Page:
It all started back in the medieval era when travellers would carry water bottles made from leather, which were designed to be slung from the saddle of their horse. Flat on one side and bulbous on the other, this cleverly maximised carrying capacity without causing undue irritation to their trusty steed.
As religion spread across the globe, travelling on pilgrimages became increasingly prevalent with pilgrims striving to return home with expensive trinkets serving to document their arduous journey (This sounds a lot like the Islay Festival to me!). These ornate, bejeweled vessels became known as Pilgrim Bottles, a fine example of which can be seen in the British Museum in London.
Around this time glass became the popular choice of material. Having a see-through vessel not only allowed the owner to keep an eye on how much liquid they were carrying, but it also opened the use of the bottles as a wider containers for the safeguarding of Holy souvenirs and icons acquired on their travels; almost the Tupperware box of its day.
It wasn’t until the 19th Century that hip flasks changed into something more akin to the ones we see today. Gone were the opulent coloured glass and bright jewels and in came sterling silver as the choice material. A robust and desirable metal that, unlike alternatives such as copper or lead, did not pollute the contents with unwelcome metallic flavours. Refined industrial manufacturing methods also allowed for complicated additions to the bottle; the most noteworthy being drinking cups which were either hidden away as a slide out compartment on the base of the bottle or incorporated into the screw-on cap.
As the industrial revolution took hold, the hip flask became the accessory of choice for many young gents in the upper tranches of society. What better way to enjoy your hunting or fishing trip that with a quick nip of Scotch from a silver hip flask, embossed with your family crest or Latin insignia?
It was around this time other clever alternatives to the hip flask were introduced, such as the ingenious ‘tippling stick’, a walking cane with a hollowed out compartment in which a vial of whisky or other spirit could be stored.
Typically, the vial is made of glass much like a long test tube, with a corked top and accessed by removing a screw-off head on the cane. To save the glass from damage while out walking or hunting, a spring would cushion the glass tube at its base. This also allowed for quick and easy access to the vial via a spring-load effect. All very clever!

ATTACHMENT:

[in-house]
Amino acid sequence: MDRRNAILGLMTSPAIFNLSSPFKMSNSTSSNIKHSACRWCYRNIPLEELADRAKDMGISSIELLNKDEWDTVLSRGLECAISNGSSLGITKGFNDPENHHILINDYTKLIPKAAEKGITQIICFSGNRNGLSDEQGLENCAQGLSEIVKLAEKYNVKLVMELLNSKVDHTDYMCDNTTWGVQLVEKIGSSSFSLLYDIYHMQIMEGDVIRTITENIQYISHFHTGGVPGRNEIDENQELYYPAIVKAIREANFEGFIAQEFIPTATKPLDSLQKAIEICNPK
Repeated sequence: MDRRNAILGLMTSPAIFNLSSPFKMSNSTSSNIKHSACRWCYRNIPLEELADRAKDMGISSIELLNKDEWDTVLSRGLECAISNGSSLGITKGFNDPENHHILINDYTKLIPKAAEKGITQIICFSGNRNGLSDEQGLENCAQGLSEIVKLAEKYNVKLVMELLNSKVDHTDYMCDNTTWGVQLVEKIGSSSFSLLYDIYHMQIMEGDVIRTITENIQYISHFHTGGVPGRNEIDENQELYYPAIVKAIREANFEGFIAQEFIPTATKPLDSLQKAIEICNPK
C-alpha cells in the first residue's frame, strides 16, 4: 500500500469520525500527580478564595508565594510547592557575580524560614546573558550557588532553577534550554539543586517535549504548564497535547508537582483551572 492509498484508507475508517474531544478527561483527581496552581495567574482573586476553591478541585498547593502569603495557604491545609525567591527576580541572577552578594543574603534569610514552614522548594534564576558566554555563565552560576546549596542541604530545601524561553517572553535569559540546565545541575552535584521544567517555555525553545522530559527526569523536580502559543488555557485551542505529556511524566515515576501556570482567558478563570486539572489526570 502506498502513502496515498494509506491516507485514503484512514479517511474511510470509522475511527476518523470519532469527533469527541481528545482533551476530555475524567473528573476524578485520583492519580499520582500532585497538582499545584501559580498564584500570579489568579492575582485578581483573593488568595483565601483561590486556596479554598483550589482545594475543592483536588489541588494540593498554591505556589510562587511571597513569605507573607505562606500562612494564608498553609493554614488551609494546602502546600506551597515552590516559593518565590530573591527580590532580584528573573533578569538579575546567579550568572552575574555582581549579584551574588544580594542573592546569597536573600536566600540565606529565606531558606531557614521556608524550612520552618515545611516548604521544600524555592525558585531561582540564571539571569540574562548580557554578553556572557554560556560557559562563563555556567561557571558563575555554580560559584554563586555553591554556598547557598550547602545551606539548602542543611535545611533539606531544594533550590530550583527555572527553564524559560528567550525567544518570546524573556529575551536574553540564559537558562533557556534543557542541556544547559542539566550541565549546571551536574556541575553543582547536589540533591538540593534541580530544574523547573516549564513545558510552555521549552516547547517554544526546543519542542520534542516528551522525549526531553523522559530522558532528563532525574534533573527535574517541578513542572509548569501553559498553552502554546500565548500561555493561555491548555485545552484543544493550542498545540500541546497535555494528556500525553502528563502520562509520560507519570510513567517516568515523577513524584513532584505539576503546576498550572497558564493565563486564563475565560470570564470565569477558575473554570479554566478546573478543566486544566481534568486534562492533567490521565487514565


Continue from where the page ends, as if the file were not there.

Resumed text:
As the 20th Century rolled around, the hip flask became a must-have with soldiers in both World Wars.
In the field of combat a quick swig from a hip flask was rudimentary self-medication which fueled courage, killed fear and banished pain. The contents were important, but more so the medium: their flask would have been engraved with a personal message from parents, wife or brothers and served as a constant reminder of their loved ones back home.
There is a vibrant collectors market for such individual pieces which not only document the savages of war, but add a very personal side to conflict.
So what of the hip flask’s place in society today? Personally, I find a flask very useful. My own is made, as most are these days, from stainless steel, bound in leather, and comes adorned with four small cups which are fixed over the lid.
It’s an accessory that has become as much a mainstay in my travel bag as my laptop and moleskin tasting book.
It took me some time to get over the stigma that carrying alcoholic beverages around was the domain of the drunkard; of course, the volume of contents in a standard hip flask shouldn’t be enough to inebriate one, but merely to provide a taster, a snifter of your chosen tipple.
I now see my hip flask in the same bracket as a music lover’s iPod or a bookworm’s favourite tome as well as serving as a reminder of my first trip to that magical island.
I say: hip flask carriers, be proud of your flask! Create an heirloom in your family and share your spirit on your travels.